After a truly marathon negotiating session, a deal has finally been reached between the Eurozone leaders and Greece. The deal includes:
– More austerity, mainly in the form of tax rises and pension reform
– The repeal of Syriza’s anti-austerity laws
– Freeing up some of Greece’s ‘closed professions’
– Privatisation of state assets (like the ports and electricity grid)
– These assets will be transferred to a 50 billion euro fund managed by Greece but supervised by the creditors. The funds will be used to support the banks and Greece itself Continue reading
On Sunday Greece will vote in one of the most unusual referendums to be held in Europe in a long time. With only a week’s notice the country has been asked to vote on an extremely vague question, which in essence boils down to whether or not to accept an offer by the Eurogroup (Greece’s creditors) for a new series of bailouts and reforms. The only problem is that the Eurogroup has made clear that this offer is off the table, making the actual question essentially meaningless. Continue reading
The news has just broken that the European Central Bank will agree later today to end emergency assistance to Greek banks. This, together with yesterday’s news that the EU will not extend the bailout until Greece can hold a referendum on further austerity, means that it looks very likely that Greece is about to crash out of the Euro. Let’s quickly catch up on how the negotiations fell apart, before looking at what the events of today mean, and what could follow.
The situation is still changing fast, and on the evening of the 28th of June the ECB had indeed decided to end additional assistance to Greek banks, and capital controls have been imposed. The description below of what could happen is still relevant., but actual actions taken by the ECB and government may change.
The clock is ticking down to yet another deadline in the eternal negotiations between Greece and its creditors on debt and bailouts. The deadline this time is the 30th of June, when the country owes 1.5 billion euros in debt repayments to the IMF. If they don’t pay, they will have defaulted on a loan, and that could start them on the path to economic collapse and an exit from the Euro and European Union. Continue reading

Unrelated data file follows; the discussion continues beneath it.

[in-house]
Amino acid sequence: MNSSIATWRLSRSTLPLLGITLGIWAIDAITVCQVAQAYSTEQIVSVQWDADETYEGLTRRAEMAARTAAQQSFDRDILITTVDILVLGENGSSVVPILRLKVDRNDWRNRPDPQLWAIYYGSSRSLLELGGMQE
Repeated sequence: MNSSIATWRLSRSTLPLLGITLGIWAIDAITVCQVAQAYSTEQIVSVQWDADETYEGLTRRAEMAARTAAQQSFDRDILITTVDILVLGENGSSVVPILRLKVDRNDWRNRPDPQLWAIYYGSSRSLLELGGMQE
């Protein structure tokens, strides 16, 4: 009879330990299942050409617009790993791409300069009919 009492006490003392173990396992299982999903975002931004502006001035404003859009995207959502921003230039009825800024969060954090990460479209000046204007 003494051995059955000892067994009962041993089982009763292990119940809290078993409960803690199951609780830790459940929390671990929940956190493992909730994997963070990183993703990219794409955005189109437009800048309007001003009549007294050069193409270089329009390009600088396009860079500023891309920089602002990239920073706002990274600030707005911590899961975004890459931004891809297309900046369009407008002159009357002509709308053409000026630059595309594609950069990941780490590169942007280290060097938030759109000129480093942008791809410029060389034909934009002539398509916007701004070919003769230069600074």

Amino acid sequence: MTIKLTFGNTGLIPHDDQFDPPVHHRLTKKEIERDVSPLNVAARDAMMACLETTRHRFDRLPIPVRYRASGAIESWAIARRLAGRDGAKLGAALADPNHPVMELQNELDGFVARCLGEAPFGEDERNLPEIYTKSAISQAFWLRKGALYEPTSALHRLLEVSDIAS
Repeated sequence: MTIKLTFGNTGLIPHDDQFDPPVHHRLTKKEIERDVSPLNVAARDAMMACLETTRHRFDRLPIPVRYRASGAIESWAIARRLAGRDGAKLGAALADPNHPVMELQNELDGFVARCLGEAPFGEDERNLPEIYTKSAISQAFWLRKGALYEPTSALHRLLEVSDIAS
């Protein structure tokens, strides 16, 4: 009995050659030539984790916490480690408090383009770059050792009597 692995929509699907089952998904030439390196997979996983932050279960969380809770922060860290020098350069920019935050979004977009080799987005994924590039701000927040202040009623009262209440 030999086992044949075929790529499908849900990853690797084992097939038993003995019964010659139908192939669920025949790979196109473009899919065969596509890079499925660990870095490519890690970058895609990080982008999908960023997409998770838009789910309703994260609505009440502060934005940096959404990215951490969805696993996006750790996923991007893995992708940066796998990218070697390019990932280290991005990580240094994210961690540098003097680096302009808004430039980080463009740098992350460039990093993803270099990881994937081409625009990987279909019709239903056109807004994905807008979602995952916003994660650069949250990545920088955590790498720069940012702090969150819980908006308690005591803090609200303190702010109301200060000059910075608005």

With last Sunday’s election of Syriza to power in Greece, the world is waiting for the face off between new Prime Minister Alexis Tsipras and the rest of the Eurozone. Germany, France and now the Netherlands say that there will be no debt reduction. Tsprias says there will be. With both sides so determined, it’s hard to guess at the outcome of the upcoming talks.
The problem is that there are two sides to the story of Greece’s crisis. The first is a tale of epic economic mismanagement, fraud and tax evasion on the part of the Greek government and society. The second describes the misery that Greece has been plunged into since 2008, where austerity has destroyed the job market, the health care system, and the future. Both sides of the story are true. Continue reading
One week from today Greece goes to the polls to elect a new parliament, in a surprise election after the previous parliament failed to agree on a president. Once again, the election has all of Europe on edge. The leftist and anti-austerity party Syriza is leading in the polls, and the fear is that their victory could lead to a Greek exit from the EU. So what does Syriza want? Will their plan work? And will the Greeks vote for them? Continue reading